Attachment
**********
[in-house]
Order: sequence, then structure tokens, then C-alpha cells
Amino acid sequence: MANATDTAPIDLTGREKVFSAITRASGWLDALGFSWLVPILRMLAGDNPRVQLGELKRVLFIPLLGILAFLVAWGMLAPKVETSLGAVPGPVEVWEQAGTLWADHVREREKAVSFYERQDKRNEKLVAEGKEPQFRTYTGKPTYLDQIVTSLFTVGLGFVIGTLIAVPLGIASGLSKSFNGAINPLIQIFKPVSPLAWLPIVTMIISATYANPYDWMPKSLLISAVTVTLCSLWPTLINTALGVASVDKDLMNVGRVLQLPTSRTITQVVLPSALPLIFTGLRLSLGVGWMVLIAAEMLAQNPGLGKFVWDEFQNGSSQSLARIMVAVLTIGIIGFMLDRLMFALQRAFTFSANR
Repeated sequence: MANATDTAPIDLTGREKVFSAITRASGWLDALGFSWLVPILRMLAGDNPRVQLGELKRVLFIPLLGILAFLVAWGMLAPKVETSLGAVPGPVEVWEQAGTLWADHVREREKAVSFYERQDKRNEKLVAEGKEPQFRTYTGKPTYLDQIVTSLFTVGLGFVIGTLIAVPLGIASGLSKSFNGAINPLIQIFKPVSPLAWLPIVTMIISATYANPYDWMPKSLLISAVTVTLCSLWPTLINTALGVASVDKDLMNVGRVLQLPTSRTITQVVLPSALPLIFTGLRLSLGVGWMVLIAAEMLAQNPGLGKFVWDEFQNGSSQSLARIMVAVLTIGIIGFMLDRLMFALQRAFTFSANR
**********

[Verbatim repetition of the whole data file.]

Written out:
[in-house]
Order: sequence, then structure tokens, then C-alpha cells
Amino acid sequence: MANATDTAPIDLTGREKVFSAITRASGWLDALGFSWLVPILRMLAGDNPRVQLGELKRVLFIPLLGILAFLVAWGMLAPKVETSLGAVPGPVEVWEQAGTLWADHVREREKAVSFYERQDKRNEKLVAEGKEPQFRTYTGKPTYLDQIVTSLFTVGLGFVIGTLIAVPLGIASGLSKSFNGAINPLIQIFKPVSPLAWLPIVTMIISATYANPYDWMPKSLLISAVTVTLCSLWPTLINTALGVASVDKDLMNVGRVLQLPTSRTITQVVLPSALPLIFTGLRLSLGVGWMVLIAAEMLAQNPGLGKFVWDEFQNGSSQSLARIMVAVLTIGIIGFMLDRLMFALQRAFTFSANR
Repeated sequence: MANATDTAPIDLTGREKVFSAITRASGWLDALGFSWLVPILRMLAGDNPRVQLGELKRVLFIPLLGILAFLVAWGMLAPKVETSLGAVPGPVEVWEQAGTLWADHVREREKAVSFYERQDKRNEKLVAEGKEPQFRTYTGKPTYLDQIVTSLFTVGLGFVIGTLIAVPLGIASGLSKSFNGAINPLIQIFKPVSPLAWLPIVTMIISATYANPYDWMPKSLLISAVTVTLCSLWPTLINTALGVASVDKDLMNVGRVLQLPTSRTITQVVLPSALPLIFTGLRLSLGVGWMVLIAAEMLAQNPGLGKFVWDEFQNGSSQSLARIMVAVLTIGIIGFMLDRLMFALQRAFTFSANR